Upon signing the purchase-sale agreement, it’s customary to provide the seller with an advance payment, usually ranging from 10-30% of the total price, inclusive of the initial deposit. This agreement ought to incorporate a penalty clause applicable in case of contract breach by either party. Subsequently, during the signing of the escritura (the official deed, necessitating certification by a Public Notary), the remaining balance is settled, and the property is transferred. This finalization process usually occurs within a timeframe of 45 days. Employing an escrow account for all real estate transactions is a recommended practice.


A Public Notary, appointed by the government, plays a pivotal role in overseeing and certifying all real estate transactions. This includes the meticulous preparation and scrutiny of all closing documents, ensuring their accurate transfer. Additionally, the office of the Public Notary handles and officially records various legal matters such as powers of attorney, establishment of corporations, drafting wills, and serving as an authorized witness. This official is accountable to the government for the comprehensive collection of associated taxes.

In the context of real estate transactions, the Public Notary, upon request, receives crucial official documents mandated by law for any property transfer:

  1. A non-lien certificate obtained from the public property registry, established through a thorough title search.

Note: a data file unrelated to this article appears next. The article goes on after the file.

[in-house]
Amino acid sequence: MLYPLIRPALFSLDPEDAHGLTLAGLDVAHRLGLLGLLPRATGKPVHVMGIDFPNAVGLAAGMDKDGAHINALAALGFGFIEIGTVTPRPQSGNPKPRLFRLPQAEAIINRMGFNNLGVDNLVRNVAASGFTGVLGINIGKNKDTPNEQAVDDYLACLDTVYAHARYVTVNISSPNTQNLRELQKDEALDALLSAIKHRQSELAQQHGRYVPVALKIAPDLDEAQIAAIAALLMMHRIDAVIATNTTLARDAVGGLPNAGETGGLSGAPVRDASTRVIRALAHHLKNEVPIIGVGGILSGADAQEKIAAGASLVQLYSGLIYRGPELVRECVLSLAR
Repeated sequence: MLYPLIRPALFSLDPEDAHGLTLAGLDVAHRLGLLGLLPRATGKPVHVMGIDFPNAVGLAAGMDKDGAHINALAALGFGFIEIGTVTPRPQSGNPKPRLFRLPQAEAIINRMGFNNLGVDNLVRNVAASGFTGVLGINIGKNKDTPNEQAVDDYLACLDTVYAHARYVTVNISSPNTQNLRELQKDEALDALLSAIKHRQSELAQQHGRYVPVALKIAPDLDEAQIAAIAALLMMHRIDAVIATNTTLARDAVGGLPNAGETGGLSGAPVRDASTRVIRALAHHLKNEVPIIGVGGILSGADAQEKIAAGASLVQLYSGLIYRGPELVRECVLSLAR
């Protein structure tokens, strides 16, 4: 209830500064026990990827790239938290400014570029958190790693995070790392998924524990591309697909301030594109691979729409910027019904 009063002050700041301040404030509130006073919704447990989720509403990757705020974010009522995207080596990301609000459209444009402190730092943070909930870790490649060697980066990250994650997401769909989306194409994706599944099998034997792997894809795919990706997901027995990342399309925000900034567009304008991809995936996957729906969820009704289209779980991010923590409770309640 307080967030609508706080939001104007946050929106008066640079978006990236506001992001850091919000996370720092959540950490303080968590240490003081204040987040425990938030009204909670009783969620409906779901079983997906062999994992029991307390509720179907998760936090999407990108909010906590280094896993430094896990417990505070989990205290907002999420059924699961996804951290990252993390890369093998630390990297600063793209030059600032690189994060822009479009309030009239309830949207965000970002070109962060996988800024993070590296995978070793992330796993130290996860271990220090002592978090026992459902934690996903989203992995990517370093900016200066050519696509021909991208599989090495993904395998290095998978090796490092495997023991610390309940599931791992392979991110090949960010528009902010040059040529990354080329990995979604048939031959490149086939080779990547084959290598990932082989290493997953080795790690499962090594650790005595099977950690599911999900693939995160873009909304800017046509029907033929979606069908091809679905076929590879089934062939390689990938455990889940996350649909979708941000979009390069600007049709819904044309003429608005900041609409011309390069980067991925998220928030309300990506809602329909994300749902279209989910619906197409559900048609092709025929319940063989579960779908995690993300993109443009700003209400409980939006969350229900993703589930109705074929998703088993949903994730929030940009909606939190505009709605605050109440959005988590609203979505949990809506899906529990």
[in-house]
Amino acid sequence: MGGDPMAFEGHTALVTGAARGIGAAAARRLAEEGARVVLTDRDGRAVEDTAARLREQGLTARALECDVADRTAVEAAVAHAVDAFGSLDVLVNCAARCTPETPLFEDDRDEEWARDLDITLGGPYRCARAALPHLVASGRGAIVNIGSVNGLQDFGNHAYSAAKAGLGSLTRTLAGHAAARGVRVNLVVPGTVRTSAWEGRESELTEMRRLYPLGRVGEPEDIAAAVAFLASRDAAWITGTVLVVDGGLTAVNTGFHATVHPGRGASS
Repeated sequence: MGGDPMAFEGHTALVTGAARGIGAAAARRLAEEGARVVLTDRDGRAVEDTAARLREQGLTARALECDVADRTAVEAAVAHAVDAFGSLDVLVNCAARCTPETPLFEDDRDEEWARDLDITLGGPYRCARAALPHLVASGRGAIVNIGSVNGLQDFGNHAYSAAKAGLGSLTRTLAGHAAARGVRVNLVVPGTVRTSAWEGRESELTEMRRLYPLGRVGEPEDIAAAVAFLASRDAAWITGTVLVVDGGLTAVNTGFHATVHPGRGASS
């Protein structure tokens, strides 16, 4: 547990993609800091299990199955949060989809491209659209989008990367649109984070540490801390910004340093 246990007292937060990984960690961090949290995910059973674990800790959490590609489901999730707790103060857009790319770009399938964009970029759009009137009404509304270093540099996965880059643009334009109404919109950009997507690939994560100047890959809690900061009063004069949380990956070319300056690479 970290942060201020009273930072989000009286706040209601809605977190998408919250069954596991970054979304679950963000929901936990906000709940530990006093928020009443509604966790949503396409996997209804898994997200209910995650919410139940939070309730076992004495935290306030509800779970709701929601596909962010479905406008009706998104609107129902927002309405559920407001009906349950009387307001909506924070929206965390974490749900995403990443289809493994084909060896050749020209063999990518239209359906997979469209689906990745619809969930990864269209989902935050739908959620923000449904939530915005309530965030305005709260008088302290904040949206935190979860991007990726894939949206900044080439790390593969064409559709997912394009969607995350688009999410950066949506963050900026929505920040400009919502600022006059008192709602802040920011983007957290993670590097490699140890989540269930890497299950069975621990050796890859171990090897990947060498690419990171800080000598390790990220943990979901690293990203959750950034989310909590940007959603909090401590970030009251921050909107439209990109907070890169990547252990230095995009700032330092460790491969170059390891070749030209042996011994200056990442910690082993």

2. Documentation from the treasury or municipality outlining property evaluations, water charges, and other relevant taxes that may be outstanding.
  3. An assessment of the property for tax purposes, providing an official appraisal.
  4. These documents are essential components in facilitating a legally sound and valid property transfer under the oversight and expertise of the Public Notary.


According to the current tariff, individuals seeking a Fideicomiso are subject to an initial fee ($400-500 USD) imposed by the bank for the creation of the agreement and establishment of the trust. Additionally, the bank levies a percentage fee based on the property’s value. Furthermore, an annual fee is charged by the bank to encompass its services as a trustee throughout the duration of the Fideicomiso.


Real estate agencies typically apply a commission (inclusive of taxes) based on the property’s sale price, commonly falling within the range of 6-8%.


Laws concerning capital gains taxes in Mexico appear to undergo frequent revisions annually. For the most recent and updated information, it’s recommended to refer to an article penned by local Mexican attorney David Connell, known for regularly maintaining and refreshing this resource.

Compare listings

Show Buttons
Hide Buttons